Mirena is a hormone-releasing system placed in the uterus to prevent pregnancy for up to five years. Mirena works by delivering a low dose of the progestin levonorgestrel directly to the lining of the uterus. Prevention of pregnancy may be due to subsequent thickening of cervical mucus, which prevents the passage of sperm, inhibition of sperm mobility and inhibition of endometrial growth.
Mirena has been available for ten years in Europe and has been used by approximately two million women worldwide. Berlex Laboratories will market Mirena under a license from The Population Council, which initially developed the contraceptive.
Two large trials of Mirena conducted in Finland and Sweden consisted of a predominately Caucasian trial population, and over 70% of the participants had previously used IUDs. Results from 1169 women 18 to 35 years of age who used Mirena for up to five years indicated that the drug produced 12-month pregnancy rates less than or equal to 0.2 per 100 women. Additionally, the cumulative 5-year pregnancy rate was approximately 0.7 per 100 women. However, due to limitations of the available data a precise estimate of the pregnancy rate is not possible. (from Mirena Physician Insert)
In clinical trials, side effects of Mirena were most common during the first months after insertion and subsided during prolonged use. Side effects associated with Mirena include (but are not limited to) the following:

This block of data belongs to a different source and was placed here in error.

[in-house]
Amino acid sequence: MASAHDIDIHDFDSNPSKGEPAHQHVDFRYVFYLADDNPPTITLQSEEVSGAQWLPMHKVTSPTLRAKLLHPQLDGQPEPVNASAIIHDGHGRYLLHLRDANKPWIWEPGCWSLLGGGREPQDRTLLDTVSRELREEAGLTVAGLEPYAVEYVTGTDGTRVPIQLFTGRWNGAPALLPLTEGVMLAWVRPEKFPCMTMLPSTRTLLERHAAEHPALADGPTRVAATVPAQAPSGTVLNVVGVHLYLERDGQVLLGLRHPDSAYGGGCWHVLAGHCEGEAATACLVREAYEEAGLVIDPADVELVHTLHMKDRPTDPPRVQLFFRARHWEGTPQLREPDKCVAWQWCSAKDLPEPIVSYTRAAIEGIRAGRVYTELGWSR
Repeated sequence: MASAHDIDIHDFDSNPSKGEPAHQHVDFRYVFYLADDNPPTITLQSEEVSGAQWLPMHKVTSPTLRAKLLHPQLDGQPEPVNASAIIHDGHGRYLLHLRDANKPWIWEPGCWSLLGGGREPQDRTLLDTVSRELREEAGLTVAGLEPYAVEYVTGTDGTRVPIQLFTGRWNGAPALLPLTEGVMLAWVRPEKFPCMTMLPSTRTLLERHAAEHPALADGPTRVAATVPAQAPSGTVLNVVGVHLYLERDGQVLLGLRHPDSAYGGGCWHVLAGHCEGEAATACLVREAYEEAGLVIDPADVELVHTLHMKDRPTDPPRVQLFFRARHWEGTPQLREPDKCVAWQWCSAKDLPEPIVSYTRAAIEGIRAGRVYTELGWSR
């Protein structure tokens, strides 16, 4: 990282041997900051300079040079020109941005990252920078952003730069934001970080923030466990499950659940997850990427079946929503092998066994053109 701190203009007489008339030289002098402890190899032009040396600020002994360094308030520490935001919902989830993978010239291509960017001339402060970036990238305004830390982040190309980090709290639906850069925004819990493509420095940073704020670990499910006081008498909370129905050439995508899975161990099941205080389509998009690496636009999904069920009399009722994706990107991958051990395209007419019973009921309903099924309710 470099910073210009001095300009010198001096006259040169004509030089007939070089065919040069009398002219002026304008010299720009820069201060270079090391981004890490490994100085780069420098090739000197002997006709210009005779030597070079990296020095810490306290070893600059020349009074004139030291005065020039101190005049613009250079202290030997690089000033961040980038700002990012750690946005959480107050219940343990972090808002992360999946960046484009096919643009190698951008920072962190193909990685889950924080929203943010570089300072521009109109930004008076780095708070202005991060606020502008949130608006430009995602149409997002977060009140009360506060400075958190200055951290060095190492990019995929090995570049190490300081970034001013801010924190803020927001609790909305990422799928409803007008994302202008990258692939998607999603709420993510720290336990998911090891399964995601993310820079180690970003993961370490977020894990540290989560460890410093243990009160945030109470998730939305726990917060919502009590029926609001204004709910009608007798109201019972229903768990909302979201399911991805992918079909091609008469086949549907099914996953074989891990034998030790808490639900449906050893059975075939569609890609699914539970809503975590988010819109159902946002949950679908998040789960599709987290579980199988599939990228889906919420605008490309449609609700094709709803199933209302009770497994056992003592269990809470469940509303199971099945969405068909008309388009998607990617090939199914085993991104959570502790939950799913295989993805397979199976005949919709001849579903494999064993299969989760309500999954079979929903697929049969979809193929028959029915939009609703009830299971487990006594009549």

Like many contraceptives, Mirena does not protect against HIV infection (AIDS) and other sexually transmitted diseases.
In addition to preventing pregnancy, Mirena use may result in a change in bleeding patterns. There may be an increase in intermenstrual bleeding in the first three to six months following insertion. After this, a woman's period may become shorter and lighter. Some women experience an absence of menstrual bleeding after one year.
Use of IUDs has been associated with an increased risk of pelvic inflammatory disease (PID). The highest risk of PID occurs shortly after insertion (usually within the first 20 days). Please contact a health care provider for a complete list of possible Mirena side effects or for more information.
The local mechanism by which continuously released levonorgestrel enhances contraceptive effectiveness of the IUD has not been determined. Studies suggest several mechanisms that prevent pregnancy: thickening of cervical mucus, inhibition of sperm mobility and inhibition of endometrial growth. (from Mirena Physician Insert)
For additional information on Mirena, including Patient Information and the Physician Insert, please visit Berlex Laboratories.
The Mirena (levonorgestrel-releasing intrauterine system) drug information shown above is licensed from Thomson CenterWatch. The information provided here is for general educational purposes only and does not constitute medical or pharmaceutical advice which should be sought from qualified medical and pharmaceutical advisers.